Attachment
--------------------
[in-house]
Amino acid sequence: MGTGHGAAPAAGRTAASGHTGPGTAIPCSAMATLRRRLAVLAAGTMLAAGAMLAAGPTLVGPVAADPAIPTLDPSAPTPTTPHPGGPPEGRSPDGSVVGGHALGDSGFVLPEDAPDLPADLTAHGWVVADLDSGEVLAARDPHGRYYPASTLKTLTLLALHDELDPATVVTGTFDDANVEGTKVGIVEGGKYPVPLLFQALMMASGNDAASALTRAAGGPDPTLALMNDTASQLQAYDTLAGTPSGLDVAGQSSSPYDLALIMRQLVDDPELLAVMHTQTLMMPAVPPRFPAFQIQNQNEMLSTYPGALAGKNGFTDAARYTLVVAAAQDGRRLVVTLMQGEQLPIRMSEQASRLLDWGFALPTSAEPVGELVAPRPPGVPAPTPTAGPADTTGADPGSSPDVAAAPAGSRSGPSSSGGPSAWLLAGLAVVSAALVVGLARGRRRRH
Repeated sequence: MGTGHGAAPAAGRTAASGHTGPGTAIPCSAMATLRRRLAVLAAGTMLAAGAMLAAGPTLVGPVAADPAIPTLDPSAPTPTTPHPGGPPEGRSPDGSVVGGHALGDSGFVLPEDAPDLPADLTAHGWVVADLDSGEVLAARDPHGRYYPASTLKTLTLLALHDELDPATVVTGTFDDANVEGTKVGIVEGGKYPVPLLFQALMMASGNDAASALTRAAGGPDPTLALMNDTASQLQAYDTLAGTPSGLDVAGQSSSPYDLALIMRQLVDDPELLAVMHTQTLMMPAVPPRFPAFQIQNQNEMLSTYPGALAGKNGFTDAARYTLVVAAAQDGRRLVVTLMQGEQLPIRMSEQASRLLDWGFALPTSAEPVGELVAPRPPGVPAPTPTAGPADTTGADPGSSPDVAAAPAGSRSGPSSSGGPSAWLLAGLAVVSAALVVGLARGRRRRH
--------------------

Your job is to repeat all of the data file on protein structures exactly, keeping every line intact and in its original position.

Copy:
[in-house]
Amino acid sequence: MGTGHGAAPAAGRTAASGHTGPGTAIPCSAMATLRRRLAVLAAGTMLAAGAMLAAGPTLVGPVAADPAIPTLDPSAPTPTTPHPGGPPEGRSPDGSVVGGHALGDSGFVLPEDAPDLPADLTAHGWVVADLDSGEVLAARDPHGRYYPASTLKTLTLLALHDELDPATVVTGTFDDANVEGTKVGIVEGGKYPVPLLFQALMMASGNDAASALTRAAGGPDPTLALMNDTASQLQAYDTLAGTPSGLDVAGQSSSPYDLALIMRQLVDDPELLAVMHTQTLMMPAVPPRFPAFQIQNQNEMLSTYPGALAGKNGFTDAARYTLVVAAAQDGRRLVVTLMQGEQLPIRMSEQASRLLDWGFALPTSAEPVGELVAPRPPGVPAPTPTAGPADTTGADPGSSPDVAAAPAGSRSGPSSSGGPSAWLLAGLAVVSAALVVGLARGRRRRH
Repeated sequence: MGTGHGAAPAAGRTAASGHTGPGTAIPCSAMATLRRRLAVLAAGTMLAAGAMLAAGPTLVGPVAADPAIPTLDPSAPTPTTPHPGGPPEGRSPDGSVVGGHALGDSGFVLPEDAPDLPADLTAHGWVVADLDSGEVLAARDPHGRYYPASTLKTLTLLALHDELDPATVVTGTFDDANVEGTKVGIVEGGKYPVPLLFQALMMASGNDAASALTRAAGGPDPTLALMNDTASQLQAYDTLAGTPSGLDVAGQSSSPYDLALIMRQLVDDPELLAVMHTQTLMMPAVPPRFPAFQIQNQNEMLSTYPGALAGKNGFTDAARYTLVVAAAQDGRRLVVTLMQGEQLPIRMSEQASRLLDWGFALPTSAEPVGELVAPRPPGVPAPTPTAGPADTTGADPGSSPDVAAAPAGSRSGPSSSGGPSAWLLAGLAVVSAALVVGLARGRRRRH